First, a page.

Personal Notes from Mike
  • We'll be celebrating Mindy's birthday the end of the week.  She was born in the middle of a snowstorm (in Carbondale in 1982.)  Not sure what we'll do yet, but there will be a birthday meal involved sometime in the next few days.
  • With the end of the holiday season, Jie is back to making trips to Urbana to work with the Chinese scholars at the Wesley Foundation.  
  • Reading Aaron Bond's In Gray  Aaron was in my church in Urbana and wrote this as a memoir to celebrate and examine the diversity of his life.  He is the son of a Dutch-German mother from New York and a Black father from Virginia.  He himself is a thoughtful, gentle, and vivacious personality.  And it is good to spend some time in his presence and become acquainted with him in new ways as I am reading his book.

January 8, 2017
Teaching the Preacher to Curse
I just finished an article that suggests I'll be happier if I curse more. (This is from the magazine published by the AARP telling me how to be happy in my old age.) The research for this article also suggests that a  leader of an organization will be more effective if he or she spews out some bad words now and then.  Of course, the people who wrote this are oblivious to the fact that I lead a church.  But if it's in a magazine, it must be true...right?
The article warns me against over-cursing, however:  too much profanity and I might endanger the camaraderie in my church.  There must be just the right amount of cussing:  enough to keep people on their toes and signal that it is okay for them to vent now and then.  And it's true: it would indeed be better if people would just cut loose with an obscenity or two..and then be over it...rather than sulk and stew and murmur and gossip.  

As I was pondering all this, it suddenly dawned on me that I chair our conference's committee on "Ministerial Effectiveness." A light bulb went off in my head:  if we want more effective pastors, we must teach them to curse more!   
But how can I do this?  I obviously don't know any curse words, since I am a pastor.  What to do?  So I googled "curse words" and got over 4 million hits.)  According to one website, there are 349 "bad" words in English, none of which start with the letters "e," "i," "o," "x," "y," or "z." But watch out for words that start with "c," as 55 of them are dirty.  
Profanity is so prevalent that even pastors cannot avoid coming across some nasty phrases.  Loutishness is all around us.  

For example, my little brother once got his mouth washed out with soap for using a word that started with "d."  He was talking about something the dog had just done.  His impulsive and alliterate adjective seemed just dandy for the occasion.  But the authorities (my dad) evidently disagreed.  We of course had to ban him forever from becoming a pastor after that.)  When you are a kid you have to watch out for the "d"words.  Did you know that 40 of those little buggers can get you in trouble?  (Don't worry, I just checked THE LIST and " buggers" isn't on it.)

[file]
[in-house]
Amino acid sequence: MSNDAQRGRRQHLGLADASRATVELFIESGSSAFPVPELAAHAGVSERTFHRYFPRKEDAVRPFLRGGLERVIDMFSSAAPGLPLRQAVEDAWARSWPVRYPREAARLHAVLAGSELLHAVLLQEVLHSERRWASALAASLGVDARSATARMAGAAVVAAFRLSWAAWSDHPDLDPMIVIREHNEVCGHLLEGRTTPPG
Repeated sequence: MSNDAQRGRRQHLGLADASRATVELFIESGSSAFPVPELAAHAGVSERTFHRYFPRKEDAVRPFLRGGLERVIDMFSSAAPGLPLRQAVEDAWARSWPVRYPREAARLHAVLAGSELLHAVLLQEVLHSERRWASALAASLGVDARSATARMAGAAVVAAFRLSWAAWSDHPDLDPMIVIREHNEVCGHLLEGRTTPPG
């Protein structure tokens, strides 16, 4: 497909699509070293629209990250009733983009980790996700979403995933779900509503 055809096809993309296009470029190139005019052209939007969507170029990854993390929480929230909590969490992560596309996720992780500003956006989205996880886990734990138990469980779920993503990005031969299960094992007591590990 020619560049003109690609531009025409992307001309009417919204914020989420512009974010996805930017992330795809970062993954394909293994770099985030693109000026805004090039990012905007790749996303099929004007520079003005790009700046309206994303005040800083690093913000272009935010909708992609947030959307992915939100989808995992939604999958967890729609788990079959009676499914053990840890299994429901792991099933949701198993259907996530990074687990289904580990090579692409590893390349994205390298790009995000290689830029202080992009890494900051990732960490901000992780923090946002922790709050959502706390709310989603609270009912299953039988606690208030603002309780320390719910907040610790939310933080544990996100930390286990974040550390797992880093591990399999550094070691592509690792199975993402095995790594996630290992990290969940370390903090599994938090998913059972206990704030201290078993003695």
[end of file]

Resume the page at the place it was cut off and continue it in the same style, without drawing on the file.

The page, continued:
There's even cursing going on in the Bible.  Of those 349 bad words?...five of them are in The King James Bible!  

Plus there is this:  104 references to cursing in the in God will curse us if we make too many bad choices in life. Apparently, God, being omniscient, knew long ago about this AARP article and reckoned that a little cursing would increase his effectiveness in working with folks.
The most famous Bible story about cursing comes in the Old Testament book of Numbers:  when King Balak (of Moab) hires a professional curser named Balaam. (I didn't know you could do that for a living... I may look into it when I a possible second career...might be fun after keeping a lid on things all these years as a pastor.)  

Anyway, back to the Bible story:  Balaam was hired to curse the Israelites.  Thus he set out on his donkey to do the job.  But even though God isn't above a little cursing now and then, he didn't want the Israelites cursed on this occasion.  

Balaam, however, didn't get the memo and consequently rode his ass as hard as he could to try and get the job done.  That was when God decided to get word to Balaam through the eyes and mouth of the donkey.  It was the donkey who saw and understood that God was calling off the cursing.  And it was the donkey who whipped his head around and spoke the truth to Balaam.  

And ever since the Lord has tended to use one ass or another to pass on critical instructions we need to hear.  In a sense, every preacher that ever existed is just another ass being used by the Lord to communicate to the community.
People in churches are already familiar with the biblical curse...sort of.  Granted:  they don't want me swearing from the pulpit.  But they will accept euphemisms. They'll say, "we need you to step on our toes now and then," or "we could use a little hellfire and brimstone."  In other words, it's okay to lower the boom on the congregation, but only if I don't use one of THE 349 words. 

People have become so accustomed to "preaching," "stepping on toes," and "hellfire sermons," however, that they readily filter out any benefit a prophetic curse might provide.  So wouldn't it be more fun...and more effective...if I just used some of those "d" words once in a while?  Just a little spice to jigger things up?   

Mercy.  --Mike

 The Sunday letter is something I have done now for over 20 years.  It is a disciplined musing:  mindfulness, memory, and imagination.  I write it when I first wake up on a Sunday morning and then share it with the congregation.  The letter you see published here is usually revised from what the congregation receives.  This discipline of thinking and writing puts me in the place of describing rather than advising.  It prepares me to proclaim the gospel rather than get preachy with the souls who will sit before me.  --JMS


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